Tecnifibre XR3 16 Nylon & Polyamide 1.29 152 11.09
Isospeed V 18 Polyester 1.12 156 21.54
Babolat M7 17 Nylon 1.27 157 15.01
Gosen OG-Sheep Micro Super 16L Nylon 1.24 159 11.86
Wilson Synthetic Gut Duramax 17 Nylon & Tensilast 1.24 159 12.03
Tourna Quasi Gut Armor 17 Nylon & Polyester 1.25 163 11.38
Babolat M7 16 Nylon 1.3 164 14.71
Gosen Multi CX 17 Nylon & Polyamide 1.22 166 12.55
Gosen AK Pro CX 17 Nylon & Polyamide 1.22 168 13.12
Gosen Multi CX 16 Nylon & Polyamide 1.28 168 13.56
Babolat SG Spiraltek 17 Polyamide 1.24 170 14.29
Gosen AK Pro CX 16 Nylon & Polyamide 1.3 171 11.97
Wilson Synthetic Gut Duramax 16 Nylon & Tensilast 1.29 173 11.73
Wilson Revolve 17 Crosslink Ester Polymer & UHMW 1.23 174 19.16
Wilson Revolve 16 Crosslink Ester Polymer & UHMW 1.29 179 19.18
Gosen Luminaspin 17-16L Polyester 1.23 179 22.65
Topspin Sensus Rotation 1.27 Polyester 1.24 180 17.55
Topspin Culex S Squarestring 1.27 Polyester 1.24 180 18.65
Topspin Culex S Octastring 1.27 Polyester 1.31 180 19.98
Volkl V-Star 17 Polyester 1.24 180 22.47
Head Gravity 17/18 (CROSS) Hybrid 1.2 182 17.99
Head Lynx 18 Polyester 1.17 184 20.93
Luxilon ALU Power Soft 125 Polyester 1.22 185 18.79
Topspin Ferox Roundstring 1.25 Polyester 1.26 187 17.59
Babolat Origin 17 Polyamide 1.25 188 14.00
Volkl V-Star 16 Polyester 1.26 188 21.36
Head Hawk Touch 17 Polyester 1.25 189 15.59
Head Lynx 17 Polyester 1.21 191 20.68
Topspin Cyber Delta 1.25 Polyester 1.26 192 16.45
Wilson Revolve 15 Crosslink Ester Polymer & UHMW 1.34 192 20.97
Head Gravity 17/18 (MAIN) Hybrid 1.36 193 15.31
Genesis True Grit 17 Polyester 1.24 194 19.56
Topspin Sensus Rotation 1.31 Polyester 1.32 196 15.50
Tecnifibre Black Code 15L Polyester 1.3 197 17.57
Head Lynx 16 Polyester 1.25 198 21.06
Tourna Big Hitter Black Zone 17 Polyester 1.23 202 16.50
Babolat Origin 16 Polyamide 1.3 206 12.57
Ytex Square-X 1.25 Co-Polymer &Carbon & Polyolefin 1.25 214 12.46
Luxilon 4G Soft 125 Polyester 1.25 214 13.85
Tourna Big Hitter Black Zone 16 Polyester 1.27 215 16.92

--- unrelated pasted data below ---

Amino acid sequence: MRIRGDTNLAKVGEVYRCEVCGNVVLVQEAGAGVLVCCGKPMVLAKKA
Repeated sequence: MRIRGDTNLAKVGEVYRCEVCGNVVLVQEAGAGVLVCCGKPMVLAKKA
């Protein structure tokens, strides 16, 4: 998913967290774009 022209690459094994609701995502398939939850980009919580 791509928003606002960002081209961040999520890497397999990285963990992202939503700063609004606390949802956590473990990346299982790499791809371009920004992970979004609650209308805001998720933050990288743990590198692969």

Genesis True Grit 16 Polyester 1.32 221 15.15
Tecnifibre Polycode 17 Polyester 1.25 243 16.03
Tecnifibre Polycode 16 Polyester 1.31 247 19.38
  1. Start by finding the string your client currently uses in the appropriate list
  2. Note the string’s stiffness and tension loss numbers, go to the appropriate map and find the dot located at these coordinates.
    • If your client is completely satisfied with their current string and doesn’t want anything different from their next string, dots in the neighborhood (very close to their current string’s dot) will likely play similar.
    • If your client is happy with how long their string plays well, but doesn’t love the feel of their string, try something on the same vertical level, but farther to the right or left. Strings to the right should feel stiffer (or more crisp), while strings to the left should feel softer (or more comfortable).
    • If your client is happy with how their string feels, but not with how long it feels that way, try something in the same column, but higher or lower. Strings higher on the chart should soften (or loosen) up more quickly, while lower strings should hold their initial feel longer.
  3. Once you’ve found a dot that seems interesting, note the coordinates and look them up in the table.

The Geography of ‘Feel’

Finding Your “Feel Good” Location

Test Procedure. All strings were tensioned to 62 pounds and allowed to sit for 200 seconds. Then the string was hit five times with a force equivalent to hitting a 120 mph serve. The tension loss represents the total amount of the relaxation over both time and impact. The stiffness value is a calculation derived from the amount of force created at impact to stretch the string. Lower values represent softer strings and lower impact forces. Higher values represent stiffer strings and higher impact forces.

Hybrids: To look up a hybrid combination, you must look up each string separately. If it is a pre-packaged hybrid, most packaging indicates the name of each string. There are a few hybrids using strings that aren’t sold on their own. Those strings are included in our lists. They will be listed as the name of the hybrid with (main) or (cross) after the name. For example, Head Protector 16 (main) is the string used for the mains in Head’s Protector 16 string.

See all articles by

About the Author

Dave Bone is the CEO of the U.S. Racquet Stringers Association, and co-publisher of Racquet Sports Industry magazine.

 

US_BannerPropulse_336x280

TI magazine search

TI magazine categories


TI magazine archives


 
 

Movable Type Development by PRO IT Service